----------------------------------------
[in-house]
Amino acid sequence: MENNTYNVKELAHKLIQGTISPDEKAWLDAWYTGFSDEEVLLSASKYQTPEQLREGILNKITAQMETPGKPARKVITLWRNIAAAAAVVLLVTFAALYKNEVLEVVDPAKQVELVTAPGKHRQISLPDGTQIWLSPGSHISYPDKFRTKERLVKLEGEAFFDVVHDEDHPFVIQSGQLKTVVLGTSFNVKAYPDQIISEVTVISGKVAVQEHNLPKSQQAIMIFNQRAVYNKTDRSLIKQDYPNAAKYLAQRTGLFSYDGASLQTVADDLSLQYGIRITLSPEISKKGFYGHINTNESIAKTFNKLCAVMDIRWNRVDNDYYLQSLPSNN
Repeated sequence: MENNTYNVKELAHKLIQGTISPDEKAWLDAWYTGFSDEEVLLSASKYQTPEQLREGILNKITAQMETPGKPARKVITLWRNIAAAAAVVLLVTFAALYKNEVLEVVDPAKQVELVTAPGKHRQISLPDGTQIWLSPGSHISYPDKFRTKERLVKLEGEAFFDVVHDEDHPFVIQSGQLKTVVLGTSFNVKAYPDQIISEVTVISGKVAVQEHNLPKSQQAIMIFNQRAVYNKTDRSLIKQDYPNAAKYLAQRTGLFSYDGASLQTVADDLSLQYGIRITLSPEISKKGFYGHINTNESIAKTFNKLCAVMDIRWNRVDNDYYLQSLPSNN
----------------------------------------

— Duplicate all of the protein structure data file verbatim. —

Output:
[in-house]
Amino acid sequence: MENNTYNVKELAHKLIQGTISPDEKAWLDAWYTGFSDEEVLLSASKYQTPEQLREGILNKITAQMETPGKPARKVITLWRNIAAAAAVVLLVTFAALYKNEVLEVVDPAKQVELVTAPGKHRQISLPDGTQIWLSPGSHISYPDKFRTKERLVKLEGEAFFDVVHDEDHPFVIQSGQLKTVVLGTSFNVKAYPDQIISEVTVISGKVAVQEHNLPKSQQAIMIFNQRAVYNKTDRSLIKQDYPNAAKYLAQRTGLFSYDGASLQTVADDLSLQYGIRITLSPEISKKGFYGHINTNESIAKTFNKLCAVMDIRWNRVDNDYYLQSLPSNN
Repeated sequence: MENNTYNVKELAHKLIQGTISPDEKAWLDAWYTGFSDEEVLLSASKYQTPEQLREGILNKITAQMETPGKPARKVITLWRNIAAAAAVVLLVTFAALYKNEVLEVVDPAKQVELVTAPGKHRQISLPDGTQIWLSPGSHISYPDKFRTKERLVKLEGEAFFDVVHDEDHPFVIQSGQLKTVVLGTSFNVKAYPDQIISEVTVISGKVAVQEHNLPKSQQAIMIFNQRAVYNKTDRSLIKQDYPNAAKYLAQRTGLFSYDGASLQTVADDLSLQYGIRITLSPEISKKGFYGHINTNESIAKTFNKLCAVMDIRWNRVDNDYYLQSLPSNN